The BBC once distributed still another type of 3D glasses for their 1993 Dr Who special, Dimensions in Time, broadcast in aid of Children in Need.
These glasses had one lens that was essentially transparent, and one that had a strong (but not coloured) filter, like a sunglasses lens.
The effect worked on the principle that the brain takes slightly longer to process dark images than it does light images. Therefore, if one eye is seeing a much darker image, then the total perceived image (including the percieved depth) is distorted because the images from one eye are suffering a slight lag.
This effect would not normally be particularly noticeable (or create any coherent 3D image where there was none before). However, the trick is to keep the camera constantly moving horizontally. Coupled with the slight lag, this simulates the effect of having two cameras, one a little horizontally separated from the other - just like your eyes. Thus, as long as the camera is kept moving, an effective 3D illusion is created.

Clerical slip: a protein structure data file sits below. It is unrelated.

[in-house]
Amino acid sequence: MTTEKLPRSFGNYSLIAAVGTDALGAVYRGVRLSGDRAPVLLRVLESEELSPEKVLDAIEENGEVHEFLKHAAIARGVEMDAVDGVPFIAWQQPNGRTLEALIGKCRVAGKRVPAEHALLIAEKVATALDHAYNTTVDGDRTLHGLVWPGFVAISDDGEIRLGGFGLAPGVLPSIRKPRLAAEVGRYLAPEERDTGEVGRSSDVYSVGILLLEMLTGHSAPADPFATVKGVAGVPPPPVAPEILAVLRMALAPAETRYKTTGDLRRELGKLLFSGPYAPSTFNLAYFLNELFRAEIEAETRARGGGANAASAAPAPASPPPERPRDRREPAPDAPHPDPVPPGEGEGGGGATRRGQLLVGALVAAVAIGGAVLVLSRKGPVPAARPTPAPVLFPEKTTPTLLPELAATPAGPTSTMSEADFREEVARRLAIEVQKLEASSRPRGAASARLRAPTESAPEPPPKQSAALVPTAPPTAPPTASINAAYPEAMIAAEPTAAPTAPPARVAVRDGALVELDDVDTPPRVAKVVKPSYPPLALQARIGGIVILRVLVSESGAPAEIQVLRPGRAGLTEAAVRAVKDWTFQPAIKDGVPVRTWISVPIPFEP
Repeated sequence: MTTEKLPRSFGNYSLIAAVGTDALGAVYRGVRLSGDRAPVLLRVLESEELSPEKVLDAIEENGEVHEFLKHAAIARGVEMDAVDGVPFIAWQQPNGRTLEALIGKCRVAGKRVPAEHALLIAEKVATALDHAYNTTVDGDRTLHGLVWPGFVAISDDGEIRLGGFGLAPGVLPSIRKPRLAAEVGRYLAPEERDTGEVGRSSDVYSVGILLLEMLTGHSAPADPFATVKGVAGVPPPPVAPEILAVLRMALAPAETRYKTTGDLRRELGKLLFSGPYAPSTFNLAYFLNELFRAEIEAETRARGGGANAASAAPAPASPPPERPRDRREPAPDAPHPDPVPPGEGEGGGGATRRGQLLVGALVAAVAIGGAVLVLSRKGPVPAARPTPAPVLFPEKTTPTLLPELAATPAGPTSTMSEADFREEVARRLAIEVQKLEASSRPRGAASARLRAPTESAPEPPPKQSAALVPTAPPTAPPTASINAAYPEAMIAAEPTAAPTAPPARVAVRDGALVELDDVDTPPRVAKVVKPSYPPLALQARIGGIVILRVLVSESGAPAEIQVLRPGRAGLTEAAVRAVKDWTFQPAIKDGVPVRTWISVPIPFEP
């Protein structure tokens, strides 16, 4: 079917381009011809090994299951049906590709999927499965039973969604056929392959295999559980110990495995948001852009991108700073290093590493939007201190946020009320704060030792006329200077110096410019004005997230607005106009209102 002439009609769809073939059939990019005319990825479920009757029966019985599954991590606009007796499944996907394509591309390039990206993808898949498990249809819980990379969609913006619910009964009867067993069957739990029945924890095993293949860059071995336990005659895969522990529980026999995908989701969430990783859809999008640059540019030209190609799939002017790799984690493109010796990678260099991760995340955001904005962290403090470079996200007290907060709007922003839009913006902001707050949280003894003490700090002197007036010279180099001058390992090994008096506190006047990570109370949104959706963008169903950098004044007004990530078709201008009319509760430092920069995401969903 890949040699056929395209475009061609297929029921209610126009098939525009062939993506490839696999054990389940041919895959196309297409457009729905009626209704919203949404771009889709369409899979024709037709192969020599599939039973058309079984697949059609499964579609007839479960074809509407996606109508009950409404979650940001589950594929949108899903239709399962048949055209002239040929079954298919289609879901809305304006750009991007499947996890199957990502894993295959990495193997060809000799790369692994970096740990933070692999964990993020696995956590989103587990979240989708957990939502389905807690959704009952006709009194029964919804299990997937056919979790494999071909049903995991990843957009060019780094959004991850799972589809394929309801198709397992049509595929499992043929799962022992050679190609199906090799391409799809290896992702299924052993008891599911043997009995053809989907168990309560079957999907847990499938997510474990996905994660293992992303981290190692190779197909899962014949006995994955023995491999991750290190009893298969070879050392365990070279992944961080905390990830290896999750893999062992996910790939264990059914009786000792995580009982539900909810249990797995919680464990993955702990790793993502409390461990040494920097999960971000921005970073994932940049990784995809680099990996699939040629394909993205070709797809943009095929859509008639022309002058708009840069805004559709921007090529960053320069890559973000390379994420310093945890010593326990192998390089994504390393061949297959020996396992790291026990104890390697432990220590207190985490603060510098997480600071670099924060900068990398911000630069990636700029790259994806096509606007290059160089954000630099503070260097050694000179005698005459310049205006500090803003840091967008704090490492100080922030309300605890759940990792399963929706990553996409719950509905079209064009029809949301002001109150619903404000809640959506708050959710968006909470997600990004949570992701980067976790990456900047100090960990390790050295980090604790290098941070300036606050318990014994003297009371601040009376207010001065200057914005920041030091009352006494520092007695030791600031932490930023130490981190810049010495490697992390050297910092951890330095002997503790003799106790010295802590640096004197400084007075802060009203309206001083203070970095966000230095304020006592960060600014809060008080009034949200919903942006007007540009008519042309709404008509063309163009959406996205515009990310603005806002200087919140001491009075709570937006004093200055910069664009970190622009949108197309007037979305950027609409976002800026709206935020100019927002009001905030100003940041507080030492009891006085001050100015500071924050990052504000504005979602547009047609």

This method has a couple of advantages. Firstly, you can transmit to any perfectly ordinary television. Secondly, a viewer who does not have the special glasses will be able to watch as normal, albeit without the 3D effect.
The disadvantage is that the camera has to keep moving all the time, which becomes unsettling to the viewer after a while, and is certainly awkward to shoot. During the Dr Who special, there were a lot of short scenes where the camera simply circled the actors, around, and around, and around, and it was quite nauseating.